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Overexposed: the skin and the sun.

Authors
Type
Published Article
Journal
Canadian family physician Médecin de famille canadien
Publication Date
Volume
33
Pages
2305–2310
Identifiers
PMID: 21263953
Source
Medline

Abstract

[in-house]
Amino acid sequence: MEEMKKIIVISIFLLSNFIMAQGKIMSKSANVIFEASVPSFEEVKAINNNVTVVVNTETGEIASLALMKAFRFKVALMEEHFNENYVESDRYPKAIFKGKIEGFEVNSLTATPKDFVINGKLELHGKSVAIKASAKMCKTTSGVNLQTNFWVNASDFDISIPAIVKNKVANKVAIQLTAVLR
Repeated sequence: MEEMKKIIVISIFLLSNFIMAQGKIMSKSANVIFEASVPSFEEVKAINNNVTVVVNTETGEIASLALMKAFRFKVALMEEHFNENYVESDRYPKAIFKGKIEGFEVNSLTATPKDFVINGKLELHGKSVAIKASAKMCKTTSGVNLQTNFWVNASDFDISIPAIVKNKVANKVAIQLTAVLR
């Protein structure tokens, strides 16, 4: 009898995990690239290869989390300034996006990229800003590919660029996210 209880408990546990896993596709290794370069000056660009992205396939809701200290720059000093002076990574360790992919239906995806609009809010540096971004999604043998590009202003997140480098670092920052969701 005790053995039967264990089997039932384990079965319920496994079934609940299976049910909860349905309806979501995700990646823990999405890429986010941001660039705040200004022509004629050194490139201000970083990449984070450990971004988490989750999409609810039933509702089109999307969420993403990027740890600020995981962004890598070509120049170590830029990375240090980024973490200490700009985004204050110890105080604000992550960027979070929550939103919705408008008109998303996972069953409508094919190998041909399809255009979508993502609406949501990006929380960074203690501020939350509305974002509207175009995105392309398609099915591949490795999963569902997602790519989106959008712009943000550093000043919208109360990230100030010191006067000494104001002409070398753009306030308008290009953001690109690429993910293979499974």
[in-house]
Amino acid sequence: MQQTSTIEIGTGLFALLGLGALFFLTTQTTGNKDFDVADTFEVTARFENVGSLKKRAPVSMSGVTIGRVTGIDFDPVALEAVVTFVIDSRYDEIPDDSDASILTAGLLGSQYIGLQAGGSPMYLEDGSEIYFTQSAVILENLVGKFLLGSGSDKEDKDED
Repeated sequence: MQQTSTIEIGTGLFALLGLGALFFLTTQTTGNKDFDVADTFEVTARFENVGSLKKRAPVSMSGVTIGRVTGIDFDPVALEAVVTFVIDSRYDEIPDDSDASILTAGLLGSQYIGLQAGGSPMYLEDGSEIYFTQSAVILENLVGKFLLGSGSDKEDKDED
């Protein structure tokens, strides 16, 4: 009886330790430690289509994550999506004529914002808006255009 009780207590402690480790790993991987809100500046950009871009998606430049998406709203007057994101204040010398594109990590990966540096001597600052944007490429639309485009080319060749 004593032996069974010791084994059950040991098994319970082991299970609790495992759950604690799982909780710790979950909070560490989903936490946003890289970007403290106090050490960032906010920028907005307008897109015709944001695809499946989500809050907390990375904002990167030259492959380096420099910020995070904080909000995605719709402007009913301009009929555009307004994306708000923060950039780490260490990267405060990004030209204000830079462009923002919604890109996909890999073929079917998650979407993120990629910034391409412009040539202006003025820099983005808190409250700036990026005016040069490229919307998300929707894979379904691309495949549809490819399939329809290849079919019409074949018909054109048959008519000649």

Sunlight produces many changes on our skin. Some of these we appreciate as cosmetically important, and some we see as medically destructive. Changes such as the appearance of wrinkling and skin cancer can come from the long-term direct effects of solar radiation. The sun has indirect effects on the skin which are mediated by disease processes, medications, immune reactants, and biochemical abnormalities. Understanding the nature of sun, how it produces its changes, and the wide variety of these manifestations is an important part of medical practice. By understanding the nature of sunlight, we are able to protect ourselves from its effects and to treat our patients.

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